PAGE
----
By Alexandra Whittaker
Fledgling fashion designers dream of showing their work at high profile fashion weeks, whether in Chicago or Milan. It can take years for this to happen, but a group of Chicago high school students accomplished this last fall.
The students showed at Chicago Fashion Week in the (PRO)jectUs Street Bias Fashion Show sponsored by Kenneth Cole in October. They arrived via an after school program at Urban Threads, a Chicago not-for-profit that teaches design and textile production to youth from under-served communities. The program is part of the larger After School Matters, a non-profit organization that helps teens find paid apprenticeships in arts, communications and sports programs in Chicago. As an After School Matters affiliate, Urban Threads offers programming in textile arts and fashion design.
Since April 2013, Urban Threads has drawn more than 150 students to its studio at the Bridgeport Art Center and more than 350 students through off-site programs. Started last summer, the high school program attracted enough attention to prompt an invitation to Chicago Fashion Week.
Victoria Bell, 14, is one of the young people who participated. A returning Urban Threads student, she has attended every session since the program began. Students meet on Tuesdays, Wednesdays, and Thursdays after school to work on textile and fashion patterning.
“We’ve been taught the basics, like hand sewing. We’ve made pillows. Our teacher Bryana [Bibbs] taught us how to weave,” said Bell, who wore a faux leather bomber jacket with white sleeves that she made in class. “I just like making things. I like the challenge.”
Last year’s Fashion Week was especially challenging for the class since they were working on only one week’s notice. Nonetheless, they managed to pull off a lively show, with almost the entire class of 17 students walking the runway in the dyed T-shirts and slashed jeans they styled themselves.
Michelle Santoro, artistic director and co-founder of Urban Threads, called Chicago Fashion Week a cool experience for the students. She and co-founder Ilona Mestril created Urban Threads as a joint venture six years ago, combining their love of fashion and textile arts with a desire to help the community.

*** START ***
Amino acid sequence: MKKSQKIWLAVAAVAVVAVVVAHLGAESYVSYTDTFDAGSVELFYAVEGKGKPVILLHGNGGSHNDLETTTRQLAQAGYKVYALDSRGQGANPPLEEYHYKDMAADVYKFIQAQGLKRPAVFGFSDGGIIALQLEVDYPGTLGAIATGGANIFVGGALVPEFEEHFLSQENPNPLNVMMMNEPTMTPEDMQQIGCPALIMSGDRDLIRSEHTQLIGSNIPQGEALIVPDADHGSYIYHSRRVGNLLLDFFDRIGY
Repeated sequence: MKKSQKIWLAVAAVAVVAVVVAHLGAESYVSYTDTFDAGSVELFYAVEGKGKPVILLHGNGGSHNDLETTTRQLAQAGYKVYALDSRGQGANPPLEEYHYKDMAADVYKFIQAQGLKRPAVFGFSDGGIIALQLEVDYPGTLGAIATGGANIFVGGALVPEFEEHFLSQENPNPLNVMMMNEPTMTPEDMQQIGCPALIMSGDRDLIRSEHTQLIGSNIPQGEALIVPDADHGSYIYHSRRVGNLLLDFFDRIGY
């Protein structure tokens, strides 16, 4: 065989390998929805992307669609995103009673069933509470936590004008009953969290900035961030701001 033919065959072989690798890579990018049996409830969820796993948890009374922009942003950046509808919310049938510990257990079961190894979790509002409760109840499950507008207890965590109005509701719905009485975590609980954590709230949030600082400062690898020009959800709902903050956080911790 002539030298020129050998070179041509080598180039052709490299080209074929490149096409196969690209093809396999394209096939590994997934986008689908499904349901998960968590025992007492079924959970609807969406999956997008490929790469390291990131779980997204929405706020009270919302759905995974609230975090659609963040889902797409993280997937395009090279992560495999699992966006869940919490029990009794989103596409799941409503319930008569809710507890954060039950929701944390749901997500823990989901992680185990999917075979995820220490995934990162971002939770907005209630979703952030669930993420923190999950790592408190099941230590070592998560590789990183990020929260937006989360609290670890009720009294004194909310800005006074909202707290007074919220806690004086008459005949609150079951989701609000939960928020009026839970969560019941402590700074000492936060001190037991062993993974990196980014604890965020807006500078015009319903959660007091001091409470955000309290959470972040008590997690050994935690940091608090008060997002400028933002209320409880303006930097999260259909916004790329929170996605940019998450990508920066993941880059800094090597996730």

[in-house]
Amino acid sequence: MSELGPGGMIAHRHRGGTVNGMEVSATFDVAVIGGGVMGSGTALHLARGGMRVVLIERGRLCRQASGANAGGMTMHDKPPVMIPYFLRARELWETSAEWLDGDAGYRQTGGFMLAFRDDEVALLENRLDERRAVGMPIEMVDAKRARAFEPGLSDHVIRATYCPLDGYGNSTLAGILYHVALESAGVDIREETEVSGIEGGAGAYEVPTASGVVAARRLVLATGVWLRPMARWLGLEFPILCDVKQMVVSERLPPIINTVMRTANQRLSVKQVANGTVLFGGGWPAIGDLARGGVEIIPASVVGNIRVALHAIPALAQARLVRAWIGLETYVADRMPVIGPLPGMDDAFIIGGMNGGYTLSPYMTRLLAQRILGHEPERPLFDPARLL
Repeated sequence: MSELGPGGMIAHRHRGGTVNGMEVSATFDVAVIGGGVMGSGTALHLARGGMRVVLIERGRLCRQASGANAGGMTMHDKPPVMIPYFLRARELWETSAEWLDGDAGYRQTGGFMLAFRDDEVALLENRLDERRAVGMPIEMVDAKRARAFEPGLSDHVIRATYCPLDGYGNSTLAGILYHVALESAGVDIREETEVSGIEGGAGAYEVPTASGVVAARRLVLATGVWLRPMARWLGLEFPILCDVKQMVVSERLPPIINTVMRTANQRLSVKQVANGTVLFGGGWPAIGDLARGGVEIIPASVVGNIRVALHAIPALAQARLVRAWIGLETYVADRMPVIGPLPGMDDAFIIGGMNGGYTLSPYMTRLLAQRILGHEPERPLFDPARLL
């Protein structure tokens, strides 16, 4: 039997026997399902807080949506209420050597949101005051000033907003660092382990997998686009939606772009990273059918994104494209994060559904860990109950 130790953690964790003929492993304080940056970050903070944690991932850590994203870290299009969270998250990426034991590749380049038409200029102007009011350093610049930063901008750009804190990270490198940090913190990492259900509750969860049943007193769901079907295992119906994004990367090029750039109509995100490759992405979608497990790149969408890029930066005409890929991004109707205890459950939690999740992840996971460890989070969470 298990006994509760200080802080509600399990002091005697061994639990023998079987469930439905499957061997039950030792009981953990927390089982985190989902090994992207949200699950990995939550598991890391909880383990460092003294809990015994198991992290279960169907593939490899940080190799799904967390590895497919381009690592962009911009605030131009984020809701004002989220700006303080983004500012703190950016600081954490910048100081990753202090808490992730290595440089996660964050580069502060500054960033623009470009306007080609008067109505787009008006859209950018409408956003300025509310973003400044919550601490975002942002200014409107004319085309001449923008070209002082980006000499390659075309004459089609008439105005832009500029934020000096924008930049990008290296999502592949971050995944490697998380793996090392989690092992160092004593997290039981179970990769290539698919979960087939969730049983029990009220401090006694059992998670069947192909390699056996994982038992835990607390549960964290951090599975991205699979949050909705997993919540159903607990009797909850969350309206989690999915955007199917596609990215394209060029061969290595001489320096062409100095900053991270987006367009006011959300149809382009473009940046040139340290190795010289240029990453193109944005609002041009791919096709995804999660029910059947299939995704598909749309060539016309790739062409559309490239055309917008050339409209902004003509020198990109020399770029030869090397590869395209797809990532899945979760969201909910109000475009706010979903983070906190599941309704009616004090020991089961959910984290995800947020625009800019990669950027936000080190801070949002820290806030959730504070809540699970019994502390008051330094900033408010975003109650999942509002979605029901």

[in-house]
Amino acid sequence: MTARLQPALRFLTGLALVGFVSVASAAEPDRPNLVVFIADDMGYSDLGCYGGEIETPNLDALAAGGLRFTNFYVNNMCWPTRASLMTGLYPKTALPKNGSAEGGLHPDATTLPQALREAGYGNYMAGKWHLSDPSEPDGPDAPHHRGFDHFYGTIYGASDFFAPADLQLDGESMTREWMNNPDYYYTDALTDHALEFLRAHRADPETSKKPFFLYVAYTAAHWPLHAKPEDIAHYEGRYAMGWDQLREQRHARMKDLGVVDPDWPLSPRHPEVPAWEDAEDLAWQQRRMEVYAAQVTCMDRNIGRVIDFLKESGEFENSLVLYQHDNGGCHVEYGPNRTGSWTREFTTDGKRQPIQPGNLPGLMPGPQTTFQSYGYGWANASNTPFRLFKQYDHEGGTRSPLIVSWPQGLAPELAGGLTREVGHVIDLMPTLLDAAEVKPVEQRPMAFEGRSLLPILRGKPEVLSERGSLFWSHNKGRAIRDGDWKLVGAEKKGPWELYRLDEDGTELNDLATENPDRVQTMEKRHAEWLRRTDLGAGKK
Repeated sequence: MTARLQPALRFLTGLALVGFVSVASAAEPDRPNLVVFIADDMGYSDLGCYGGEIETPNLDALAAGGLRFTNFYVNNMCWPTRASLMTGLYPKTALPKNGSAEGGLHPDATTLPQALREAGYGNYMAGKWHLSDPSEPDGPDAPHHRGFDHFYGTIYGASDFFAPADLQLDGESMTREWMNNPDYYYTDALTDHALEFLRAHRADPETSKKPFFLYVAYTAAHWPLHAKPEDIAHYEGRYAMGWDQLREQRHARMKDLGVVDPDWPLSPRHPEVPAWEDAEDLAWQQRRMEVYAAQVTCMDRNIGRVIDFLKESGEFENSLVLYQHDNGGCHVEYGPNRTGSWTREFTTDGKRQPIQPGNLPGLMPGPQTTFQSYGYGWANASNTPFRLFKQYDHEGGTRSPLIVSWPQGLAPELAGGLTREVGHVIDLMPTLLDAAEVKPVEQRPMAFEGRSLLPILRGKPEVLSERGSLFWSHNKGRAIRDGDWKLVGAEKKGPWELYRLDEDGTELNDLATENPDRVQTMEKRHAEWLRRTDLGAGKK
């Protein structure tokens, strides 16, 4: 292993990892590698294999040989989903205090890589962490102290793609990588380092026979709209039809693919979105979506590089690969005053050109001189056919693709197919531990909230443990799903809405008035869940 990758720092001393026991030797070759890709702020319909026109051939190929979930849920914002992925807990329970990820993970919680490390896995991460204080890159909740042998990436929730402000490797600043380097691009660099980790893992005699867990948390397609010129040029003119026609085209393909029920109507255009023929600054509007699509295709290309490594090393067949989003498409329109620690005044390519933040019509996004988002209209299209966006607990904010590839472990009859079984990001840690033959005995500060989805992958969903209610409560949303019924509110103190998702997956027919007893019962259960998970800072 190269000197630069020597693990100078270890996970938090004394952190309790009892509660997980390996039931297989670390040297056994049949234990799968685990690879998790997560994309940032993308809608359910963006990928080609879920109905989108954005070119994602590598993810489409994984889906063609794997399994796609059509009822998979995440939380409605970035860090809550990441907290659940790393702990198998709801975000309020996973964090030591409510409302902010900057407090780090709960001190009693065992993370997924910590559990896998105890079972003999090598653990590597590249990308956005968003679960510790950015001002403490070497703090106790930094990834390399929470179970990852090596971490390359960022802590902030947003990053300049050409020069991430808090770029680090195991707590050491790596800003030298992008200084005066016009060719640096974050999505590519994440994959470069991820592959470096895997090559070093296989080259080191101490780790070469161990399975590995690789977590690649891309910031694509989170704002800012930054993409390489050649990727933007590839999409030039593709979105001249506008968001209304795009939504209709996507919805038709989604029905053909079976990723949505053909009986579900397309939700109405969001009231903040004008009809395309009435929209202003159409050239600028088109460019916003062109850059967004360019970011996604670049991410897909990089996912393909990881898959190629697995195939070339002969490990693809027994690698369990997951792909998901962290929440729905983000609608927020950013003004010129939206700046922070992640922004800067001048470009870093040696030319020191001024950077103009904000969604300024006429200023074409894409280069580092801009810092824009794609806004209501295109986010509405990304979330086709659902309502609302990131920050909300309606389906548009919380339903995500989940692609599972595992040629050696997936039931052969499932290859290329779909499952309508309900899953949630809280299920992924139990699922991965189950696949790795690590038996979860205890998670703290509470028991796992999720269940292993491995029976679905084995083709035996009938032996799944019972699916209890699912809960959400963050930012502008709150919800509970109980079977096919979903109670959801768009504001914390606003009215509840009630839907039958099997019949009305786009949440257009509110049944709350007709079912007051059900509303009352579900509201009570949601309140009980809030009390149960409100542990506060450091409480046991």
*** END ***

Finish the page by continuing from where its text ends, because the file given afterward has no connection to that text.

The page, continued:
“We’re amazing complements,” said Santoro of herself and Mestril. “This work teaches persistence and grit, and you don’t have many ways of teaching this that are fun like [textile design]. You think it’s easy, but it’s not. And when [the students] are done, they’re like ‘Wow!’”
Santoro said the improvement in her students goes beyond just mastering fashion skills.
“We recently made baskets,” said Santoro, “and we had a boy in class who said ‘Sewing is for girls,’ and didn’t participate at first. He got inspired because one of the other boys did it, and then he decided to join in. He came in not wanting to be there and left successful.”
Bibbs, an Urban Threads textile instructor who graduated from the School of the Art Institute of Chicago in 2014, said that she sees the success in her students often, but it isn’t always easy.
“I’m learning to be more patient. High school students dabbling in this is different than college,” said Bibbs. “I’m learning more about myself.”
When she taught at Urban Threads for the first time last fall, Bibbs knew it would be a good fit.
“I taught [the students] basic weaving on a cardboard cutout loom,” said Bibbs. “I can see that it is really peaceful for them, and that is an awesome thing.”